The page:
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Deferred Consideration And Earn Outs

For many reasons, business sales rarely proceed with 100% of the purchase price being paid in cash on completion. Often sellers are eager to bank their sale proceeds and jet off to somewhere exotic, as a well-earned reward for years of hard work, but buyers often seek to defer an element of the purchase price.

The three main reasons for this are:

  • seller financing;
  • buyer security; and
  • to manage the risk of under-performance (and incentivise good performance) after completion of the acquisition.

Vendor Financing

Of the three, this is, conceptually, the most straightforward. A fixed purchase price is agreed, some is paid on completion and the buyer becomes a creditor of the seller for the balance. This usually bridges a funding gap and the concession from the seller allows him to maximise the purchase price.

Subject to negotiation between the parties, the deferred payment can be structured as tax-efficient loan notes and interest can be charged.  It is not unusual in these circumstances for a seller to limit his risk by requiring security from the buyer in respect of the deferred consideration. This may take the form of a debenture over the target company’s assets, a legal charge over real estate held by the target or a guarantee provided by target and/or the parent company of the buyer (or its shareholders).


Depending on a number of factors, a buyer may seek to retain some of the purchase price in order to provide security over potential future claims against the business.

This can be a helpful tactic to manage risk, particularly if there is a known potential liability that may rear its head over a quantifiable period of time following completion (such as a tax liability or pending litigation). Again, a concession by the seller to provide this security may result in the seller maximising the purchase price (rather than agreeing a price chip now on a liability that may never be realised).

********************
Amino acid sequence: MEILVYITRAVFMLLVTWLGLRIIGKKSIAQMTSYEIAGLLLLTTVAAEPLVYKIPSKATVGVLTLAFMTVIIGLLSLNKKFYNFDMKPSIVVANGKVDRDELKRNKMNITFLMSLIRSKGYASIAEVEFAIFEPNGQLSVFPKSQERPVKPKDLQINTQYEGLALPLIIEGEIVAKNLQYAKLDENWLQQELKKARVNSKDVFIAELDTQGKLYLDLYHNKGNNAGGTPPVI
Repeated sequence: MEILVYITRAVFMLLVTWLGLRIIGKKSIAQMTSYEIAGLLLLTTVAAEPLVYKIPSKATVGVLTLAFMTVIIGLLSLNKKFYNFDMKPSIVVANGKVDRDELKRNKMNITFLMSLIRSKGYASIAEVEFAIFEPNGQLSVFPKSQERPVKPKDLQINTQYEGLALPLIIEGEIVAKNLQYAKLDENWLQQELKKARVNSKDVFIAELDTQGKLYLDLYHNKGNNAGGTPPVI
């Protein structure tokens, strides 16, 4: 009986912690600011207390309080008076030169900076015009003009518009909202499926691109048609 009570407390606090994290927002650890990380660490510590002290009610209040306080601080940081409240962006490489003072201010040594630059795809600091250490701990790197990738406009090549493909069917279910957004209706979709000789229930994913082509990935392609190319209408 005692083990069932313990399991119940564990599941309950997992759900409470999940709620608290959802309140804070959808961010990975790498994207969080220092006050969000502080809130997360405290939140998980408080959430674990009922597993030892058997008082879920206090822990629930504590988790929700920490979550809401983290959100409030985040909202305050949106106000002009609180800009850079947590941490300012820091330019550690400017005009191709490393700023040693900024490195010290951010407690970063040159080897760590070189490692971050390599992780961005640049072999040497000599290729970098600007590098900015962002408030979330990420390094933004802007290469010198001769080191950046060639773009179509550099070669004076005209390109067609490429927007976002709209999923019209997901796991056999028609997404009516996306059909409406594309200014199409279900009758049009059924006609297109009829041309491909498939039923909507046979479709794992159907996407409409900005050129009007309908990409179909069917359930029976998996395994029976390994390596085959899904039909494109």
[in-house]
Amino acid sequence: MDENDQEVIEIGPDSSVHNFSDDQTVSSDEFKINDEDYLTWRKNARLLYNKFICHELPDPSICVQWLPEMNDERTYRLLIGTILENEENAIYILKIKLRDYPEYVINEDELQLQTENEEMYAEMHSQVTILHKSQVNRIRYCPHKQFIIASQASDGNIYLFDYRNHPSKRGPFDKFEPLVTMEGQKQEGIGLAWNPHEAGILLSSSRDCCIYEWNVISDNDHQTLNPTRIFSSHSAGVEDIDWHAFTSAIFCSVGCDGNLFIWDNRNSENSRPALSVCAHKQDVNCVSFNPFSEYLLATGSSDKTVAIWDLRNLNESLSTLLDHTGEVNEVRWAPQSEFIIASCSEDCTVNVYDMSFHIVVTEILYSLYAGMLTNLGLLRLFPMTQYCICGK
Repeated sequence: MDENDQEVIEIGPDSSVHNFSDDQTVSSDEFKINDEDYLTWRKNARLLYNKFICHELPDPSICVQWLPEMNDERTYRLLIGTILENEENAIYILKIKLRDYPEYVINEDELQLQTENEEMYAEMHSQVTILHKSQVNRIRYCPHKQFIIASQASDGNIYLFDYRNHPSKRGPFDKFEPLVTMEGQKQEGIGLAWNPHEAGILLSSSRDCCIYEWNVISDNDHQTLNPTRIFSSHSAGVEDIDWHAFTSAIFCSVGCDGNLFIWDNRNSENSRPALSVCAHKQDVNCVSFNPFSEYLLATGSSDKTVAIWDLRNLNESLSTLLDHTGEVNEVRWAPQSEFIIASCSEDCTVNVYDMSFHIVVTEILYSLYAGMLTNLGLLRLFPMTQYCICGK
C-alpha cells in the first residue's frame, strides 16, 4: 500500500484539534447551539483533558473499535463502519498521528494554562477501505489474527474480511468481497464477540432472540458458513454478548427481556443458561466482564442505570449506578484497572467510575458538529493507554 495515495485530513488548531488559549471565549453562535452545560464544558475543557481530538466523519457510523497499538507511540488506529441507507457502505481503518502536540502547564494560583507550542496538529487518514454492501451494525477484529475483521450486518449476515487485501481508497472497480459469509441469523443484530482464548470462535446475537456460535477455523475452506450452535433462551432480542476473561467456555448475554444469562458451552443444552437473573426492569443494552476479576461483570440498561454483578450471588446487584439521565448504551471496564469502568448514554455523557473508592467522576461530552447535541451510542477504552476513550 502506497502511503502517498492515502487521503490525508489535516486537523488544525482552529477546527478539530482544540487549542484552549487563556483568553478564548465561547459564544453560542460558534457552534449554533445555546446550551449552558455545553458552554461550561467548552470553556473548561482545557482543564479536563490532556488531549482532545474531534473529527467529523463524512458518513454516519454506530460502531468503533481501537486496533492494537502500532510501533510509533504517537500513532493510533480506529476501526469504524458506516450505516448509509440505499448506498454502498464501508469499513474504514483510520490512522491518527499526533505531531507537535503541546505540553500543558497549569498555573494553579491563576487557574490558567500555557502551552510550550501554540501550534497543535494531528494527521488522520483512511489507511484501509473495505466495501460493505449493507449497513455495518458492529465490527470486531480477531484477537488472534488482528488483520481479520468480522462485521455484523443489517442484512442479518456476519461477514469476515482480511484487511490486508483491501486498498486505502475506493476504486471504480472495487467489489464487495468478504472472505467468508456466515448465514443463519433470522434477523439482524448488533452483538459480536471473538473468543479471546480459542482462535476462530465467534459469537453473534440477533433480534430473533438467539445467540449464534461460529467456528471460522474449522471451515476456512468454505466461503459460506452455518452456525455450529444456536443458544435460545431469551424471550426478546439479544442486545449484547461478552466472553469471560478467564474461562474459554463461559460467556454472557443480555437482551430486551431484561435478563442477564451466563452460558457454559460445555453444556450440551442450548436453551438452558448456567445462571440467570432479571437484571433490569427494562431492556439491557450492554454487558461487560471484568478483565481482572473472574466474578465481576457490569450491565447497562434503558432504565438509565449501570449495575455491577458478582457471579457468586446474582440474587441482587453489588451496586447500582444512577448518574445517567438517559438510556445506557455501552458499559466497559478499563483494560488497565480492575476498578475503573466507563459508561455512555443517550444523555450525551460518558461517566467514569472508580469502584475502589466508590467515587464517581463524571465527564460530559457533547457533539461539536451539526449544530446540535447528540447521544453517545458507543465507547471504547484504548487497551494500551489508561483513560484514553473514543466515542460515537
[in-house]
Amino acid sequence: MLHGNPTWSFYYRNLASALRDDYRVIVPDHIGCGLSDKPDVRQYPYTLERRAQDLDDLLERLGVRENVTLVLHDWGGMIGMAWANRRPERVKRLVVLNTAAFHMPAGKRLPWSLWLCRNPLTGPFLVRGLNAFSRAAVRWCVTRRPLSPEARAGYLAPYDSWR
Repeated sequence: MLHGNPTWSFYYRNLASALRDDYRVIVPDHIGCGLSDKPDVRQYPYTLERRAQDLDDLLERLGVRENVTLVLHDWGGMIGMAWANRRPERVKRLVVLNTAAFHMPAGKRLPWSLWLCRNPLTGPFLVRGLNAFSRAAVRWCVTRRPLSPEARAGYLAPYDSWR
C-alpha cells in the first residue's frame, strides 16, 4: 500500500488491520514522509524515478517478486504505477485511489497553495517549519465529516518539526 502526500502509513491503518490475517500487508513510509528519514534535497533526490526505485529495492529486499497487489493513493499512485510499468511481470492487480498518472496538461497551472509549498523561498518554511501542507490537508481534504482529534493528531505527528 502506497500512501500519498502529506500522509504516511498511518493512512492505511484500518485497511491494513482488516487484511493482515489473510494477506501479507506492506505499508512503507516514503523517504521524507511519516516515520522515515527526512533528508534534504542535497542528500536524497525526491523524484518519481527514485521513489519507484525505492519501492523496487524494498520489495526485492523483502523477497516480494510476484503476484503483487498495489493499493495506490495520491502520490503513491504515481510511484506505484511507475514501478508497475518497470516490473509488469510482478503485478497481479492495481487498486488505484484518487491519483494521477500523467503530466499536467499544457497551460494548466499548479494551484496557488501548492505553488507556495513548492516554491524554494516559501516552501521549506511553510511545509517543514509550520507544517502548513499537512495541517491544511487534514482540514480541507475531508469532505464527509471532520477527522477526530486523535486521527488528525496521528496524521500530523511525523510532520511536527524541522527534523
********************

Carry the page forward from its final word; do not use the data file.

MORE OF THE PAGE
If the parties agree that the buyer may withhold some of the purchase price for security purposes it is not unusual for the deferred sum to be held in a joint account and then later released to the seller / buyer depending on the extent to which the liability is realised.

Earn Outs

Depending on the commercial drivers of the deal and the facts underpinning the valuation, deferred consideration may also be paid via an “earn out”. Simply put, an earn out is a mechanism by which all or, more commonly, some of the purchase price is calculated by reference to the future performance of the target company.

Earn-outs can be tied to more than one metric, which may include a combination of financial and non-financial measures. For example, the earn-out could be payable if the target company satisfies a certain level of EBITDA and/or a revenue target and/or a retained percentage of customers or staff.

Whichever performance metric is agreed upon, the earn out criteria should be clear and objective so as to avoid any uncertainty on whether it has been achieved. A poorly structured earn out mechanism will lead to, at best, insecurity, and at worst, expensive litigation.

Additionally, careful consideration will need to be given to what will occur if the performance metrics of the earn out are not met and if the seller leaves the business. The buyer and seller must agree whether no payment will be made to the seller, or if the earn our payment will be proportionally reduced. It is important to take tax advice on how these provisions (particularly the mandatory retention of the seller) can impact the tax treatment of the payment.

As the seller will no longer be in control of the business, it is typical for him to require assurances (anti-avoidance provisions) from the buyer during the earn out period to reduce the risk of the buyer manipulating performance in order to minimise the earn-out payment. These include the buyer undertaking:

  • not to make a material change to the business;
  • not to dispose of material assets;
  • not to pay excessive management charges to other members of the buyer group; and
  • not to move the business out of the target company (or divert business) to another group company.

If you are considering buying or selling a business or would like to discuss any of the issues raised above, please contact the Corporate and Commercial team at Morr & Co by getting in touch with your usual advisor or emailing Greg Vincent at [email protected]


Although correct at the time of publication, the contents of this newsletter/blog are intended for general information purposes only and shall not be deemed to be, or constitute, legal advice. We cannot accept responsibility for any loss as a result of acts or omissions taken in respect of this article. Please contact us for the latest legal position.

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